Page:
Product Profitability Analysis: Definition & Examples

Instructor: Martin Gibbs

Martin has 16 years experience in Human Resources Information Systems and has a PhD in Information Technology Management. He is an adjunct professor of computer science and computer programming.

This lesson will discuss profitability on a per-product basis. We will define product profitability analysis, provide examples, benefits and disadvantages of the process.

Product Profitability Analysis

Profit is what you have left over after accounting for all expenses/costs of a product. Let's say your company makes office staplers of all shapes and sizes; after all expenses, you clear 18%. That means that you clear 18 cents per dollar of revenue.

But what if you want to know more details specific to your Red Line of staplers?

Product profitability analysis ties costs back to a product (e.g., Red Stapler), and matches revenues to that specific product. When you run the analysis, you will likely discover an interesting phenomenon: 80% of sales come from 20% of your customers or products.

It doesn't mean we stop focusing on the products that don't earn us money, in fact, we can use product profitability analysis on those products to determine next steps for improving profit margins on those products.

Remember that profitability analysis ties revenues and costs to each product. We'll continue with our Red Line stapler product. The Red Line is only one product in a line of many; we will need to separate all revenue and expenses for this particular product in order to analyze our profitability.

Revenue Source Revenue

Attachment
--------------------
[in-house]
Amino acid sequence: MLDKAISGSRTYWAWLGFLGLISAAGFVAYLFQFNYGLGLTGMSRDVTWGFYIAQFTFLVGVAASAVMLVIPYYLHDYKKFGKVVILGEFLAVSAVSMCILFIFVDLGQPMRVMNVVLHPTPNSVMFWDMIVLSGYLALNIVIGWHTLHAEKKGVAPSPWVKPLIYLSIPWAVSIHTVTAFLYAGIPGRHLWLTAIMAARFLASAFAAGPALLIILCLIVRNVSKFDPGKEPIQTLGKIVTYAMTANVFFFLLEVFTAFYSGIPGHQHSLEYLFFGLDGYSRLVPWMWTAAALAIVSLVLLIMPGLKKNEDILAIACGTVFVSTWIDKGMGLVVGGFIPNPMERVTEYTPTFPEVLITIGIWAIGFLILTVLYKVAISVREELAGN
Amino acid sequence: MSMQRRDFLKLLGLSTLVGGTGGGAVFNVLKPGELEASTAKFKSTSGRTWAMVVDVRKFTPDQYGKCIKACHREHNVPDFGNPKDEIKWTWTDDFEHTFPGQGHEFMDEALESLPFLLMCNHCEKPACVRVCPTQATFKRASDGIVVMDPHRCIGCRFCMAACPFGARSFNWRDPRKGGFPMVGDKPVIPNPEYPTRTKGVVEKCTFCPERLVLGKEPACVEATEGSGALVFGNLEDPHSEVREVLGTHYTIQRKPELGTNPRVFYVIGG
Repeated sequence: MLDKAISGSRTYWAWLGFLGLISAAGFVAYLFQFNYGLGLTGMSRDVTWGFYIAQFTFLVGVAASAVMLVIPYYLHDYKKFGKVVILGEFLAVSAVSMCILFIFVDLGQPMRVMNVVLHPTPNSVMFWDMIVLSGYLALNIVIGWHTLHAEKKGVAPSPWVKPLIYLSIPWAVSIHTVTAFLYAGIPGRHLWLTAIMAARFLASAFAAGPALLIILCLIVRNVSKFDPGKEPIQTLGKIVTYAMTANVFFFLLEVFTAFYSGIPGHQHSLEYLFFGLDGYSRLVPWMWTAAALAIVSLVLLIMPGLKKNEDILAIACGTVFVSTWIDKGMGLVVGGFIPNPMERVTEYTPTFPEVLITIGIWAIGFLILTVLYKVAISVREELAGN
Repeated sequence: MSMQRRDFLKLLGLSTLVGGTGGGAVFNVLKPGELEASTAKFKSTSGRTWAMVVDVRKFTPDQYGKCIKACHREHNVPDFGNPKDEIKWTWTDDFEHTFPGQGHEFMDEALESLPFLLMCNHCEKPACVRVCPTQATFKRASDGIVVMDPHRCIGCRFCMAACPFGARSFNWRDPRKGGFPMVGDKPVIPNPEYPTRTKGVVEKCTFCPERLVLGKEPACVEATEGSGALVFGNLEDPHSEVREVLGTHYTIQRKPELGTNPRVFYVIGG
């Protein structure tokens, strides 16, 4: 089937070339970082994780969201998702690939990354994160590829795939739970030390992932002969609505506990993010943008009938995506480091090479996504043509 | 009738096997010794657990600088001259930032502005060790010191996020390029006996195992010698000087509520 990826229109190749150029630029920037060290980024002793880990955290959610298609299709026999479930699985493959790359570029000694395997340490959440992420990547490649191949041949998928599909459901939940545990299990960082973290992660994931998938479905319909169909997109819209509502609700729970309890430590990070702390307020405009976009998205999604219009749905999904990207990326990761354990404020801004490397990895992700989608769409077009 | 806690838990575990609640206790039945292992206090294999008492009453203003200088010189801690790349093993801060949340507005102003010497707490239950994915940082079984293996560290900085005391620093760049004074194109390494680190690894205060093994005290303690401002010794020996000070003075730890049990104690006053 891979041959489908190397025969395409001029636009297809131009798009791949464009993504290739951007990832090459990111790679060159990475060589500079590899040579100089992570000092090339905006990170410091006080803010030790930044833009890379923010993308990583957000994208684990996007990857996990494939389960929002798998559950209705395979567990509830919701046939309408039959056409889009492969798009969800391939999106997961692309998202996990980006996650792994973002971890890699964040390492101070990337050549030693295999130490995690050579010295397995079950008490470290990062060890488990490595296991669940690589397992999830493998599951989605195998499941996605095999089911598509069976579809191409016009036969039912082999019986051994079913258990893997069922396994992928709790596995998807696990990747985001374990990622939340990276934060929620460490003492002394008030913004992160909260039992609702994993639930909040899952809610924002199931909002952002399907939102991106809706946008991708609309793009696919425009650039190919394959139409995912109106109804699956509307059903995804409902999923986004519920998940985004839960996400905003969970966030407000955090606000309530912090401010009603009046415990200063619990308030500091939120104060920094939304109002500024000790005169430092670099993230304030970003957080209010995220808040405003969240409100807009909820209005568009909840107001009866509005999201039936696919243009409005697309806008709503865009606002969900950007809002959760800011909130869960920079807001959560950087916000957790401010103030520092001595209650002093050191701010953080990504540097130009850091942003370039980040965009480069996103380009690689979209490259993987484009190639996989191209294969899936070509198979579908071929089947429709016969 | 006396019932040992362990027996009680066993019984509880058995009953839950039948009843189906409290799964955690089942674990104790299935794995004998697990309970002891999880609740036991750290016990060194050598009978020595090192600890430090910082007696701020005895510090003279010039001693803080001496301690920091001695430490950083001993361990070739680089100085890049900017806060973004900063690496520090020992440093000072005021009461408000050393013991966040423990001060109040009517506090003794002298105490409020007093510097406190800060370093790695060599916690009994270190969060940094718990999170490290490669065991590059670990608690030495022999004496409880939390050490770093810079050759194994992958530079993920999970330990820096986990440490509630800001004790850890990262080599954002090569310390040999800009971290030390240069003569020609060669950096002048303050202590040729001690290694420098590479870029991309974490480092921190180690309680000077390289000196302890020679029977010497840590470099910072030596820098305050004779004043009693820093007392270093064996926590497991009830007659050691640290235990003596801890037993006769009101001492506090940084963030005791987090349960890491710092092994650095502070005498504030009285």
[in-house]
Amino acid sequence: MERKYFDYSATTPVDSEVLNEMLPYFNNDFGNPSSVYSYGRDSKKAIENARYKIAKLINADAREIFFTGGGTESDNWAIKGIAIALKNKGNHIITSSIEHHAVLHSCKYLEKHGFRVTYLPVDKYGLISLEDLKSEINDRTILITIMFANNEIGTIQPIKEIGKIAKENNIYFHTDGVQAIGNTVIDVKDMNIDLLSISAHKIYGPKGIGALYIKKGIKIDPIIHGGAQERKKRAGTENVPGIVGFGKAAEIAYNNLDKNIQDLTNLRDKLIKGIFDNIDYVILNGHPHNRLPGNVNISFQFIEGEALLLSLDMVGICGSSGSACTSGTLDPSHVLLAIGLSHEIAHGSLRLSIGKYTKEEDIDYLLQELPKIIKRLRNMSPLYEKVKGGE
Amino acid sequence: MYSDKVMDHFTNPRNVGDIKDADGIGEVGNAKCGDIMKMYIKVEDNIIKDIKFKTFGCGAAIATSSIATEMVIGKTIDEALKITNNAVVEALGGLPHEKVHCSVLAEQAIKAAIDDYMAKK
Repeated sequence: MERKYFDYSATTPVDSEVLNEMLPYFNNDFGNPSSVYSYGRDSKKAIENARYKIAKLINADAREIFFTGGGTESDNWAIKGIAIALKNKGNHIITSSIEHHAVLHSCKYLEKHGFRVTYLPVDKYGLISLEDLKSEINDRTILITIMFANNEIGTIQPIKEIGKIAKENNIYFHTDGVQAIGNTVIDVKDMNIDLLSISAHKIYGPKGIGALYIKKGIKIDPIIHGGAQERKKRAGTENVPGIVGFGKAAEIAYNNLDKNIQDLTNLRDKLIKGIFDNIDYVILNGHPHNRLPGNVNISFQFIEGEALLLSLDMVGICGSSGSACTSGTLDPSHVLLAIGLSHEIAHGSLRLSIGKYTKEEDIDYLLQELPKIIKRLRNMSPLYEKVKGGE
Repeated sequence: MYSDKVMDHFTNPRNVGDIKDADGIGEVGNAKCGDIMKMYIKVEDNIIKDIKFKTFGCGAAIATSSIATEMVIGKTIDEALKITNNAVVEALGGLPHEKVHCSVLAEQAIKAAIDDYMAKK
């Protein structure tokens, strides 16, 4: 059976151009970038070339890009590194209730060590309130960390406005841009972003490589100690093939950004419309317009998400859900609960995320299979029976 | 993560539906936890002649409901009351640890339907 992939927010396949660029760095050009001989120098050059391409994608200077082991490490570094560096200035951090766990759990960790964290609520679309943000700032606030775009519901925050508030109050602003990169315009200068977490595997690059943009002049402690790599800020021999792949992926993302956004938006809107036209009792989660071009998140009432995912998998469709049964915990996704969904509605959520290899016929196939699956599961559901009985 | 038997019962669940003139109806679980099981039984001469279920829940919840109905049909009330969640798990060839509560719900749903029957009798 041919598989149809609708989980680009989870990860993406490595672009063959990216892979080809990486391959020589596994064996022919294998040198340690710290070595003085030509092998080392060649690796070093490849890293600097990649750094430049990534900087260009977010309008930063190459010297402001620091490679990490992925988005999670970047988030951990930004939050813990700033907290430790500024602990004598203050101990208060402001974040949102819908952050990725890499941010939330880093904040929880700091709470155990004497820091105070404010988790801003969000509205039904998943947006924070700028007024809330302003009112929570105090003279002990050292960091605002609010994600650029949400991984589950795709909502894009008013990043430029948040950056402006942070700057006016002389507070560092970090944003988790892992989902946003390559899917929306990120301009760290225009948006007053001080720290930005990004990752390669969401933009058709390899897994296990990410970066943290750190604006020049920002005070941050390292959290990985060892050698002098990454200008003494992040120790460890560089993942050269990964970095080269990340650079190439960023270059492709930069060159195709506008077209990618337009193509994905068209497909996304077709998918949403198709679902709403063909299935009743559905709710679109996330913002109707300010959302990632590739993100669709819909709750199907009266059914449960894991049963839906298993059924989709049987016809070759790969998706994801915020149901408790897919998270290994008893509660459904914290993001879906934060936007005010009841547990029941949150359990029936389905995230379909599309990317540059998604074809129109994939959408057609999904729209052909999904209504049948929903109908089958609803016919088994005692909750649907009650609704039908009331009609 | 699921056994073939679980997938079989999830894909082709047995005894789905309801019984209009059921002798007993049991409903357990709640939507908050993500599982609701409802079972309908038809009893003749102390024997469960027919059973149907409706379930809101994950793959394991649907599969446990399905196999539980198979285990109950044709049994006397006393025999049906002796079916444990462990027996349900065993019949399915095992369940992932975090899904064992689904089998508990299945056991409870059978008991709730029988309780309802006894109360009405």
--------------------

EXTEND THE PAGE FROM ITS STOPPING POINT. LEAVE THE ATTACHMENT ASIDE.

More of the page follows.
Target Stores 32,005
Staples 19,250
Office Barn 3,455

Expense Source Expense
Packaging 8,354
Marketing 2,225
Additional Labor 505

Although we usually spread labor costs across all products, we could tie specific labor costs to this product. Let's say it takes our assembler, Milton, one extra hour every week to complete a special feature of the Red Line stapler.

Advantages

The analysis tells us the true costs of our Red Line stapler and we found our hidden labor cost. Maybe we can reduce or eliminate the hidden labor cost to give Milton extra time for producing more staplers.

Now that we have the hard numbers, we can evaluate the product and its true margins. This data guides us in decisions for marketing, product placement, etc. We have pretty lackluster sales at Office Barn; do we need to stop selling there?

The data also allows us to develop different scenarios for the product. For example, we could evaluate how changes in the product price charged to specific retailers would impact our profit margin. All of this can be done based on the data at hand, and not through costly trial-and-error in the industry.

We may also be able to discover areas where we can adjust the price up or down to positively impact the margin. Or, we discover that we can offer a large retailer a significant discount on our product while still maintaining desired margins. Without detailed product data, we can't do this.

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